The log jam broke today, I’m not sure why exactly, but I know I am going to have a headache in the morning. Even though we have been having a frenetic pace for three days of great food and wine there has been a reservation between people. I am finally comfortable that I made the right decision, since it was such a shot in the dark, but stir in all the different personalities, the fact that there are only three grown up students, a lot of kids who drink too much, everyone that smokes, varying degrees of arrogance and insecurity, bathrooms that have showers that are so small you have to go outside to turn around, linens that smell like liquid smoke, beds that are so soft you sink in the middle and stay there, a 12” TV that broadcasts ONLY Italian, and generally an unfamiliarity that permeates every single thing that you do from a cup of coffee to the way the toilet flushes. None of the items is particularly difficult to adjust to, but the package taken as a whole can be quite overwhelming. I keep trying to stay firm and adjust, but really, I have completely left my body, as it is the only way to maintain in the chaos for the last few days.
I attend class, run out of clean underwear, don’t know how to use the washing machine, let alone read the information on the dials, can’t find the dryer, hang my grandma underpants out to dry on the shared veranda draped over the legs of an overturned plastic footstool and toast my socks like a good risotto on the now-unused air-conditioning unit outside. I turn things toward the sun at lunch break, but by dinner it is raining. We have one room key for two people, heaters with governors and tile floors that maintain a constant 32* F. Cliques of 20-something students are spending more time figuring out who to pair up than how to make a good arriabata, ignore instructions and time lines and show up late for class, which pisses the chef off. All around good fun.
Well, something happened tonight and more than just to me, although plenty happened to me. My phone cut out on the 6th of January without me getting a new SIM card and calling card to make cheap phone calls. My laptop simply stopped communicating with the wifi network last night, no particular reason, just stopped.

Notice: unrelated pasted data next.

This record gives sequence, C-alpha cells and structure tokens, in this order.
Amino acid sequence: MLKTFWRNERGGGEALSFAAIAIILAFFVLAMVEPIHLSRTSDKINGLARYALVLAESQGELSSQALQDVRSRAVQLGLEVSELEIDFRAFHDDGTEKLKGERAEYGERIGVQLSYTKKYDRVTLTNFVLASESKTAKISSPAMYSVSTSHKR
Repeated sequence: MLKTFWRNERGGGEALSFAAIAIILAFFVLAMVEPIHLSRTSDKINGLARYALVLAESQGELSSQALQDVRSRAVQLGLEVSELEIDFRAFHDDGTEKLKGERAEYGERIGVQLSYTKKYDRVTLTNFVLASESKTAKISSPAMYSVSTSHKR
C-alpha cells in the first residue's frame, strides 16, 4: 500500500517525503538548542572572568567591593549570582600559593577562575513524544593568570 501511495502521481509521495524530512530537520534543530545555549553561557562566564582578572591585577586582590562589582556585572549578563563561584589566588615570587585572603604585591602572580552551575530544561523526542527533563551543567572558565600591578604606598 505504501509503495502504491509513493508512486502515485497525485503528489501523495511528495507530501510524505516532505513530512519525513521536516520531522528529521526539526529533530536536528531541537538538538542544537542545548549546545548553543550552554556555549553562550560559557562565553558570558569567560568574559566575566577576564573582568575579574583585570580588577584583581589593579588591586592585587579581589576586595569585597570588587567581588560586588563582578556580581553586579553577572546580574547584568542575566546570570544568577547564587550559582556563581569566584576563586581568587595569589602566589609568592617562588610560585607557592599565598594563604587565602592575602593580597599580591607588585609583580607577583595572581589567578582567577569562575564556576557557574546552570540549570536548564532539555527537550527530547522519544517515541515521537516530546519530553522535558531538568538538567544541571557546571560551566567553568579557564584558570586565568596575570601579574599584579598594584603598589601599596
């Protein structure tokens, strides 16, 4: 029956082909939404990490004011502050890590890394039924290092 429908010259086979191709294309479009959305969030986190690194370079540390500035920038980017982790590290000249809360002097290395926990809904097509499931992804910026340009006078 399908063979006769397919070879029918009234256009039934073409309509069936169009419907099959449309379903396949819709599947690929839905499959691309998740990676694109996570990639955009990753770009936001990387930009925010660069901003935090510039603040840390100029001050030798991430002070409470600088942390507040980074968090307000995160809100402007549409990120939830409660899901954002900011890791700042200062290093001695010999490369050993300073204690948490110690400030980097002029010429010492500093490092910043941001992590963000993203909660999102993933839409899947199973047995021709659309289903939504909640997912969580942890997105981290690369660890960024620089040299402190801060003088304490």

A pile of us, 8 including the cab driver, squeezed into a Fiat (two in the microscopic hatchback), and we headed for town to solve our collective cell phone problems. I was lucky enough to be first, perhaps because I couldn’t even get the worried look off my face, even though I didn’t say anything. The lovely lady behind the counter explained it all to me, my options, the cost, how to put a new SIM card in, everything. I of course, understood nothing. That’s where Dominico came in handy. Dominico, who doesn’t speak any English, translated for me, and believe it or not, even though the translator was translating from Italian to Italian, I actually got it. But, naturally, nothing is that easy. I bought the SIM card, put it in and I asked for a code number, and I have no idea what that number might be. I do think that someone at AT&T gave me a number, but it is in Wasilla and I am on the planet Jupiter, and remember my laptop does not work any longer.
I took a deep breath, put the stuff in my pocket and left the store no further ahead, but grateful to have gotten that far. It occurred to me that there must be a lesson in this so I thought about it and came up with perhaps I need to let it go, maybe I am not supposed to be connected daily and just immerse myself in the experience. That may possibly be a load of bullshit, but since I cannot do anything at all about any of it, I decided to let it go. Then I went to the supermarket and bought, baby powder, chocolate, a scrubby, ( they don’t use washcloths here)and a bottle of Amaro, which is a digestive bitters, that I love. I would love to tell you that I just took some breaths and I was all clear, but it took the chocolate, wine with dinner and a glass of the Amaro before I really separated from the anxiety.
I may not have been the only one at the table who had an extra glass of wine cause there was the kind of edgy laughter that you get when a group is tense and then they hit the break point. Soon it turned into uproarious mildly hysterical laughter, followed by a collective letting go. You could feel it in the room. Everyone finally relaxed.
It was wonderful, and I slept like a rock, as soon as the bed stopped spinning. 🙂